How to setup APEX Developer Accounts on Oracle Cloud Infrastructure (free tier) – a suggestion

If you are an APEX Developer who just wants to move to the cloud, there are some things that you should be aware of. Here is my proposal what steps should be done to “cloud enable” APEX developer accounts. This post is only about setting up an account, not about any nifty features to use.

Scenario: We are an admin who already created a new APEX workspace and now wants to give some developers access to that workspace.

The actions were confirmed on Oracle Free Tier cloud featuring a 19c database and APEX 20.2. There is a good chance that some of the obstacles are removed in a newer version. At time of writing it is possible to setup an 21c database on the oracle free tier cloud.

Admin actions

1. create APEX developer account

Inside the workspace create a new APEX account.

Administration/Manage Users and Groups/Create User

Set it to developer. Set and remember the password. You will notice, when switching developer on, the button to “Require Change of Password on First Use” will deactivate.

APEX developer and admin accounts in the cloud are created as database users (in uppercase). This has several major implications.

  • The developer can NOT login into the workspace and change the password. For admins it is possible to set a new password using the admin page. Trying to change the password using the normal way of “change my password” results in a success message, but the change is silently ignored. I assume this is the reason, why the "Require Change of Password on First Use" button is deactivated.
  • The password rules of the database apply. On Autonomous Transaction Database (ATP) the accounts use the default profile, which uses the CLOUD_VERIFY_FUNCTION
  • Using the same developer name over different workspaces means the same password is used for all. I think this is a welcomed feature, but it certainly is a change to what one is used on other platforms like on premises or on
  • If the developer username has special characters in it, for example a dot or an @ as in “”, then the database user later always needs to be put in double parenthesis “”. Although that works, it prevents certain other options, like rest enabling the account (ORA-20018: Schema or user name must be a simple unquoted literal).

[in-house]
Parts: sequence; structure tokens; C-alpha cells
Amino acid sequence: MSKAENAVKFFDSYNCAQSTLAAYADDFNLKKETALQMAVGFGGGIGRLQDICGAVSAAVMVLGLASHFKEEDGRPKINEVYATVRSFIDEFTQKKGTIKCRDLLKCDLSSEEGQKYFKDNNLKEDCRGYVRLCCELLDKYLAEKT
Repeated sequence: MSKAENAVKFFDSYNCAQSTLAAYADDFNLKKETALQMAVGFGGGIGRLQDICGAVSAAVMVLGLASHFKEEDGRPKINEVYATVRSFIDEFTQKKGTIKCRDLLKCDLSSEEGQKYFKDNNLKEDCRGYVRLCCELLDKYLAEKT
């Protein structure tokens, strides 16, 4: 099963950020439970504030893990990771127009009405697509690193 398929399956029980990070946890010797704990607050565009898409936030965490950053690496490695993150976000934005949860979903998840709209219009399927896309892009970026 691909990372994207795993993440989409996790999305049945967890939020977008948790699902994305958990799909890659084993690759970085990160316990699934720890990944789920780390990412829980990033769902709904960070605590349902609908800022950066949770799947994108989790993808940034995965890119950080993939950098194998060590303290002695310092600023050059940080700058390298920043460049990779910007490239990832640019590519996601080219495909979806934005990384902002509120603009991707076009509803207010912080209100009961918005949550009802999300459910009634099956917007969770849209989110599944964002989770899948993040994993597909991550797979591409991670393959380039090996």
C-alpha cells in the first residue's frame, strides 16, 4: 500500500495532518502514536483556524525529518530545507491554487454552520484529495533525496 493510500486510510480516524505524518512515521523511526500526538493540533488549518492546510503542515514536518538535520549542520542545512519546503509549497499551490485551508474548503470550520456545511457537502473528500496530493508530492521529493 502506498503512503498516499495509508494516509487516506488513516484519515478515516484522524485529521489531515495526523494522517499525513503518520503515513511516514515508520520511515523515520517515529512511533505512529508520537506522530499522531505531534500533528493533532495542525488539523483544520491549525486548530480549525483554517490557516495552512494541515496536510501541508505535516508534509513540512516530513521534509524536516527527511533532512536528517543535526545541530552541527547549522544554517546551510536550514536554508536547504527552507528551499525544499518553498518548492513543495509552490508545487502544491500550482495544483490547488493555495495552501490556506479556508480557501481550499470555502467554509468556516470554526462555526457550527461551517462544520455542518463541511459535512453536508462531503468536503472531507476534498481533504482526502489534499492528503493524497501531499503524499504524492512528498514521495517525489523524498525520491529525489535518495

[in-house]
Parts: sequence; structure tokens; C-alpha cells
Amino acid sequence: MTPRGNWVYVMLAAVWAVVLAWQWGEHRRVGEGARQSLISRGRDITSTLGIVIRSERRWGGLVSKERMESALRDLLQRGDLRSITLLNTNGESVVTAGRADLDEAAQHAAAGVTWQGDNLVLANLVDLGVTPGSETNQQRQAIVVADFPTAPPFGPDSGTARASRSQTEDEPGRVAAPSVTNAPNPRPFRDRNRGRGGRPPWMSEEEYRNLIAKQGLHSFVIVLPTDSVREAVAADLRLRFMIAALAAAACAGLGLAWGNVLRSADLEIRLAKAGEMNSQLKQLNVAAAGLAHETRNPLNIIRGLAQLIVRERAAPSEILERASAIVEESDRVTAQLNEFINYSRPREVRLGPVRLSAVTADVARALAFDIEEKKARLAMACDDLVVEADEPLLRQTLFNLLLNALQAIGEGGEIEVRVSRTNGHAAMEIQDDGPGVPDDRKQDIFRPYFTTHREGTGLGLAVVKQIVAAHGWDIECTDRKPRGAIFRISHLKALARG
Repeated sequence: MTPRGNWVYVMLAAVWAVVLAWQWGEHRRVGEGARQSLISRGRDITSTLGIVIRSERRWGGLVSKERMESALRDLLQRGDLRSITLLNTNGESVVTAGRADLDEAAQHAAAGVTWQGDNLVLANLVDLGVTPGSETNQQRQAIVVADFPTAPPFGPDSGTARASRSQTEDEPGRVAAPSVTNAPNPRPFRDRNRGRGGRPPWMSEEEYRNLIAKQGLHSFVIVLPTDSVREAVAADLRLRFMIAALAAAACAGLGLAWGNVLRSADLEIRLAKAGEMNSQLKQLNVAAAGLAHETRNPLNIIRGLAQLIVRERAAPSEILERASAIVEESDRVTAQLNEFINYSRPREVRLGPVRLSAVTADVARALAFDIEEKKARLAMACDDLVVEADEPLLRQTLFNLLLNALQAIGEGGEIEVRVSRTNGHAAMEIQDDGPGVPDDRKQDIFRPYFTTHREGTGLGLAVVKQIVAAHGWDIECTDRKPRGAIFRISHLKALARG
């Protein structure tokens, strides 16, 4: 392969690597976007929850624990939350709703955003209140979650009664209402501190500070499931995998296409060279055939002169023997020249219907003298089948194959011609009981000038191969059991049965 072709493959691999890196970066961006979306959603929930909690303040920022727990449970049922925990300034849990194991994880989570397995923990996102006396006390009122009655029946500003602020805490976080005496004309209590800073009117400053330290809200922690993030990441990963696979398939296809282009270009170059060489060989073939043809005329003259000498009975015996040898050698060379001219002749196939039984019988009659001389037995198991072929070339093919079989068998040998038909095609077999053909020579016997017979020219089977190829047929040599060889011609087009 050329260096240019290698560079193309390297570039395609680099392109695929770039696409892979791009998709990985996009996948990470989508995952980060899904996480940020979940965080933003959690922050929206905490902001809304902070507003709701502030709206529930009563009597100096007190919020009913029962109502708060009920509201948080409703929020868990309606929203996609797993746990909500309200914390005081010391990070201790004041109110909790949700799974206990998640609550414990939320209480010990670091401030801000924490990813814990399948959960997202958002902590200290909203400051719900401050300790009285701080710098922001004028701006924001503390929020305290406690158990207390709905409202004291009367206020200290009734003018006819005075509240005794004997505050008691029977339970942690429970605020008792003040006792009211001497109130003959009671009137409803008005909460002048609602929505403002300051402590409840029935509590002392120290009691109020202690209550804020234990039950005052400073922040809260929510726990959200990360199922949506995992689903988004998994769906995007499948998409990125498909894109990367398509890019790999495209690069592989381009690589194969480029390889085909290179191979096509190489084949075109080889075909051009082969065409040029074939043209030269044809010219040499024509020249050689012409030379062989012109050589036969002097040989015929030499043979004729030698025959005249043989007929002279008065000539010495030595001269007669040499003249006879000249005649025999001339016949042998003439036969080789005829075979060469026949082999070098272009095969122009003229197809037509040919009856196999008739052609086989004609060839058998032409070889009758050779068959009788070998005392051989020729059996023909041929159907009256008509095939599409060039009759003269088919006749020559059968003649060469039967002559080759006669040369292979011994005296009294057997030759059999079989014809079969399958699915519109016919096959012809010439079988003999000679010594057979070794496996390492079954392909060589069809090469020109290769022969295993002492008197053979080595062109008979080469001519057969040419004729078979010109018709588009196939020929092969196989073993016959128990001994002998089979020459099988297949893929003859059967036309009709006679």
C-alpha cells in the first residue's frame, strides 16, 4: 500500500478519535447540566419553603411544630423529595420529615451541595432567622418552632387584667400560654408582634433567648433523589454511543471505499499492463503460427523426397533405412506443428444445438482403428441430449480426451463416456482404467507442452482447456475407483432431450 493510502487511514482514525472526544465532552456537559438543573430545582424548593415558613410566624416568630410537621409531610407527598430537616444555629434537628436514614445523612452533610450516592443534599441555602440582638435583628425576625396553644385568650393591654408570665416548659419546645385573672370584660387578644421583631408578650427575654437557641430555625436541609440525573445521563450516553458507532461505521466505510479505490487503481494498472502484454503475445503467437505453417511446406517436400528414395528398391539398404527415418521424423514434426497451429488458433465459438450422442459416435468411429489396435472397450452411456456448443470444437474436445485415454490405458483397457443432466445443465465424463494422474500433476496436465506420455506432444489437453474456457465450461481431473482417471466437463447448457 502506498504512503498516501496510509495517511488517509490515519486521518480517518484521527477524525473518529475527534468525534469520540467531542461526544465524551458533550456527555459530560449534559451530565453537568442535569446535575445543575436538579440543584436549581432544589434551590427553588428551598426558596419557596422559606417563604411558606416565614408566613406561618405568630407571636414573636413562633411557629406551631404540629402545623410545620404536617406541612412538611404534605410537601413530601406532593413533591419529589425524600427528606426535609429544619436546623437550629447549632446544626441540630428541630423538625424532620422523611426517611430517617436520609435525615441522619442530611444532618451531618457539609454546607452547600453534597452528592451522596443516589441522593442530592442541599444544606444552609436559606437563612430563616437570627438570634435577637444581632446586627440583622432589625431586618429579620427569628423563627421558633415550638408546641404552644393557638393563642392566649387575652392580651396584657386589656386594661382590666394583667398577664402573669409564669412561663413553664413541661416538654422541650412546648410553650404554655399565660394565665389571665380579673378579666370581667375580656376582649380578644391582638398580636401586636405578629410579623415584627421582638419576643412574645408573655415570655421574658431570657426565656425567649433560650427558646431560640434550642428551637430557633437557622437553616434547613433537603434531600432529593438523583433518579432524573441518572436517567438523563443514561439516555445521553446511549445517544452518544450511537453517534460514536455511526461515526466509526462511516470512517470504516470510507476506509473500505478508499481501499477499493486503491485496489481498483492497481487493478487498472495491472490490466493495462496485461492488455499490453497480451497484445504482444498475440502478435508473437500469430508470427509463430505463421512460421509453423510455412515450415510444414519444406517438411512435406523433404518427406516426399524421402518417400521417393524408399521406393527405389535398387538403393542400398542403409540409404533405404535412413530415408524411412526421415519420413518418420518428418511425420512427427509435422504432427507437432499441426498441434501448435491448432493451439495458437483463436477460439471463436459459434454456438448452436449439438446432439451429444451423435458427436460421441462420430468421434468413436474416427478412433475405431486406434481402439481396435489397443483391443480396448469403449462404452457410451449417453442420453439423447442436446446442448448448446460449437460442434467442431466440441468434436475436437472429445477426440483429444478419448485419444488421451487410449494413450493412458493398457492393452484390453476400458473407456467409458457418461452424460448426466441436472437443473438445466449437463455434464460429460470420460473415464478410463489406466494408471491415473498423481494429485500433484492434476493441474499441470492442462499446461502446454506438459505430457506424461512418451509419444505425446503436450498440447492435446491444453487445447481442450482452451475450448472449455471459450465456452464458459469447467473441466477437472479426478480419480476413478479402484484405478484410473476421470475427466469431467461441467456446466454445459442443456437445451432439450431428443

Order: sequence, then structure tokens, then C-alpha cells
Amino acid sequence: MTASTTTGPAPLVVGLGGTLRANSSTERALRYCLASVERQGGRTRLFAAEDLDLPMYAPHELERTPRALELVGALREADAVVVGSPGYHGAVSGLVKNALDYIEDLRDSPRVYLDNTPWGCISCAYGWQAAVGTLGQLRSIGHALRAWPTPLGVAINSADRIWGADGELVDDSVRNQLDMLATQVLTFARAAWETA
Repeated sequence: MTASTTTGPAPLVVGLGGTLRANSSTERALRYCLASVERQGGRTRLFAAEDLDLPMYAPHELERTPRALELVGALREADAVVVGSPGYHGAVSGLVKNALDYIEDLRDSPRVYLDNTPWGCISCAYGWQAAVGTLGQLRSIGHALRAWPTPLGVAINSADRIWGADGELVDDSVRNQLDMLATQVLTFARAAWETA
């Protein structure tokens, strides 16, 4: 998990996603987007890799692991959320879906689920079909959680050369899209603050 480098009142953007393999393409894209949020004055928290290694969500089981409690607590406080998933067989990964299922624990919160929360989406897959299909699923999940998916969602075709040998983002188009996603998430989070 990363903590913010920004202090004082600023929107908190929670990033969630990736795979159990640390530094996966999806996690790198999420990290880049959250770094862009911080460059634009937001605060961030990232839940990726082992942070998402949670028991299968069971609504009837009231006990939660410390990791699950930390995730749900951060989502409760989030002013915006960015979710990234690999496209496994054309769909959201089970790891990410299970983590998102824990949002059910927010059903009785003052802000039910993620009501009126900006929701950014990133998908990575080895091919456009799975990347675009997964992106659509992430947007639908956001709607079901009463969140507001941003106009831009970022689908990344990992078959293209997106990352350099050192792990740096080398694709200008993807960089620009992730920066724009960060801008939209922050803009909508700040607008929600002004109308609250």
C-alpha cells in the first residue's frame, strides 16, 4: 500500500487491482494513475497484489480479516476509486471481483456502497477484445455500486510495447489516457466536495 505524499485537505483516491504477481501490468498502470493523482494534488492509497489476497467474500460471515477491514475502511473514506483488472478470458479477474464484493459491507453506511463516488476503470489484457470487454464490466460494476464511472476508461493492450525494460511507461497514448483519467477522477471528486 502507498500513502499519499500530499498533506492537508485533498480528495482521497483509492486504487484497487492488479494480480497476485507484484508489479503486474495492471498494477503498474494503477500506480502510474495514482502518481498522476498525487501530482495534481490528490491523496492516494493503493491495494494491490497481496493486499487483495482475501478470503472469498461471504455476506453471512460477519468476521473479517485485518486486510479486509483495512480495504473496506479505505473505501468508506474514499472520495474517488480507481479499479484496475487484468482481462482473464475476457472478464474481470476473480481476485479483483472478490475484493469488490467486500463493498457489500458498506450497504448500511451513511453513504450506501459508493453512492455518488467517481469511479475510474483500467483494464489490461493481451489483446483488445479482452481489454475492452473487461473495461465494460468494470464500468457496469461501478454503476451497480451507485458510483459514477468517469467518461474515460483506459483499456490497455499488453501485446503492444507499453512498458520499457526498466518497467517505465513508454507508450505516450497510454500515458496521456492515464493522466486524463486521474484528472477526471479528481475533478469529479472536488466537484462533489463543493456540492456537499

I strongly recommend to only use letters, numbers and underscores for the name (simple literals). No dots, no @, no blanks or any other special chars. For specific rules see the docs:

Nonquoted identifiers must begin with an alphabetic character from your database character set. …
Nonquoted identifiers can only contain alphanumeric characters from your database character set and the underscore (_), dollar sign ($), and pound sign (#). … Oracle strongly discourages you from using $ and # in nonquoted identifiers.

  • The option to create multi users via one dialog does not work properly for developer accounts. Do not use this dialog! (It is possible to use it for end users.)

Side note: End users are not created as a database users. This means we can change the end user password using the normal APEX logic. And the other implications do not apply for them as well.

2. enable the developer to connect with SQL Developer

enable connect

Per default the created db user can not create a session. We need to give him that, so he/she can connect and change the password.

grant create session to <developer>;

proxy connect

A developer usually needs full access to the application schema (with the tables in it) he/she is working with. To avoid distributing the application schema password one can setup a proxy connection. This means the developer authenticates him/herself using the individual password, not the password of the application schema.

alter user <application_schema> grant connect through <developer>;

There are additional options possible like setting an extra password for the proxy connect or allowing only specific roles. For the typical developer scenario those extra settings seem not necessary.